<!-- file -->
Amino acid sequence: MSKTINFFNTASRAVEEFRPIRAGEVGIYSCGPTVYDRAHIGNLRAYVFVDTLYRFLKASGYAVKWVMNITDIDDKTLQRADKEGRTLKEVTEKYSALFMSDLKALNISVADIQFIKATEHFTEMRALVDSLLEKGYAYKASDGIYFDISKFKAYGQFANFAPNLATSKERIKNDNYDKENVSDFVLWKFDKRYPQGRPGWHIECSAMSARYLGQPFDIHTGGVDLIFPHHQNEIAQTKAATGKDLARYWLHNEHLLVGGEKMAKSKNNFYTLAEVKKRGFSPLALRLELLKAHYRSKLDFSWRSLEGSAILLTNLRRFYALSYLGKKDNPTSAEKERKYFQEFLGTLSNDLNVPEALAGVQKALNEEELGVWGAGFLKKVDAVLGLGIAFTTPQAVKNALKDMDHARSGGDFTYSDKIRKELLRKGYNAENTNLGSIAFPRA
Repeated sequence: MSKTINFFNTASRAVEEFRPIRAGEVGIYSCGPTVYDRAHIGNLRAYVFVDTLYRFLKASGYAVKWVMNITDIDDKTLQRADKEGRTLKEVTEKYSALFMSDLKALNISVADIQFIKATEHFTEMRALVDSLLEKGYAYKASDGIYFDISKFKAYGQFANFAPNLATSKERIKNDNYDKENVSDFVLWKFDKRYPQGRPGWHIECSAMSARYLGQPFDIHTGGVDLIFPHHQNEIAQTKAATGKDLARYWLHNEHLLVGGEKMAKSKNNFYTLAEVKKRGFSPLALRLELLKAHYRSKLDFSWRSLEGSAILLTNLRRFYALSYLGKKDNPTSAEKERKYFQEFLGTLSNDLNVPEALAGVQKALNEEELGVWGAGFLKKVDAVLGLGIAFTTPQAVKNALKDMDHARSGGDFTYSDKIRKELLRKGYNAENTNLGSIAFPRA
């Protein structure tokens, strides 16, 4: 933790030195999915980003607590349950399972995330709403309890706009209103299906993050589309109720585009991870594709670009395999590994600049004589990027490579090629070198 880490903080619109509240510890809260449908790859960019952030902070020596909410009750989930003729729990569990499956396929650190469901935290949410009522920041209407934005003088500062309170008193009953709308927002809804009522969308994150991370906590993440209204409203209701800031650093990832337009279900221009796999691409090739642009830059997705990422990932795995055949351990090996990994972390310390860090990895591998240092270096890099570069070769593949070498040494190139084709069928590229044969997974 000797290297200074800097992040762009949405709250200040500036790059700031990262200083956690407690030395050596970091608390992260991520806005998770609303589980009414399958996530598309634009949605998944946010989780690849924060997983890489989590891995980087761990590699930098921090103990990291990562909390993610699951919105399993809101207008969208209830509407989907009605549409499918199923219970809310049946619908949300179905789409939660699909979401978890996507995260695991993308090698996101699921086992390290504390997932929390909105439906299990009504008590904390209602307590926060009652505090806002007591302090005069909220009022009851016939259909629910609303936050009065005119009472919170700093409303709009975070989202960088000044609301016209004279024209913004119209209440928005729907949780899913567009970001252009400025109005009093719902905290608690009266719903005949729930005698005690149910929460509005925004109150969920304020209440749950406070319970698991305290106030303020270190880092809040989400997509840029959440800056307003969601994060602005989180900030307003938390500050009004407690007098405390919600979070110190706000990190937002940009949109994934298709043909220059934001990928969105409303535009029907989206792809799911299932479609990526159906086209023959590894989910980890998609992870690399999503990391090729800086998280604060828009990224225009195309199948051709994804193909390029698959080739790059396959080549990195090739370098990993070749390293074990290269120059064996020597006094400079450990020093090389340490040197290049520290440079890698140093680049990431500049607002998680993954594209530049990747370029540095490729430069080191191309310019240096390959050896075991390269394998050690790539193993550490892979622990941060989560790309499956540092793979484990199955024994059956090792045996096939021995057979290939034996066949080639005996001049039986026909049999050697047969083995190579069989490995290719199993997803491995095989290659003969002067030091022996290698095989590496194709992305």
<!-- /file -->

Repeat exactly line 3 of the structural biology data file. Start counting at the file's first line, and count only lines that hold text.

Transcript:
């Protein structure tokens, strides 16, 4: 933790030195999915980003607590349950399972995330709403309890706009209103299906993050589309109720585009991870594709670009395999590994600049004589990027490579090629070198 880490903080619109509240510890809260449908790859960019952030902070020596909410009750989930003729729990569990499956396929650190469901935290949410009522920041209407934005003088500062309170008193009953709308927002809804009522969308994150991370906590993440209204409203209701800031650093990832337009279900221009796999691409090739642009830059997705990422990932795995055949351990090996990994972390310390860090990895591998240092270096890099570069070769593949070498040494190139084709069928590229044969997974 000797290297200074800097992040762009949405709250200040500036790059700031990262200083956690407690030395050596970091608390992260991520806005998770609303589980009414399958996530598309634009949605998944946010989780690849924060997983890489989590891995980087761990590699930098921090103990990291990562909390993610699951919105399993809101207008969208209830509407989907009605549409499918199923219970809310049946619908949300179905789409939660699909979401978890996507995260695991993308090698996101699921086992390290504390997932929390909105439906299990009504008590904390209602307590926060009652505090806002007591302090005069909220009022009851016939259909629910609303936050009065005119009472919170700093409303709009975070989202960088000044609301016209004279024209913004119209209440928005729907949780899913567009970001252009400025109005009093719902905290608690009266719903005949729930005698005690149910929460509005925004109150969920304020209440749950406070319970698991305290106030303020270190880092809040989400997509840029959440800056307003969601994060602005989180900030307003938390500050009004407690007098405390919600979070110190706000990190937002940009949109994934298709043909220059934001990928969105409303535009029907989206792809799911299932479609990526159906086209023959590894989910980890998609992870690399999503990391090729800086998280604060828009990224225009195309199948051709994804193909390029698959080739790059396959080549990195090739370098990993070749390293074990290269120059064996020597006094400079450990020093090389340490040197290049520290440079890698140093680049990431500049607002998680993954594209530049990747370029540095490729430069080191191309310019240096390959050896075991390269394998050690790539193993550490892979622990941060989560790309499956540092793979484990199955024994059956090792045996096939021995057979290939034996066949080639005996001049039986026909049999050697047969083995190579069989490995290719199993997803491995095989290659003969002067030091022996290698095989590496194709992305």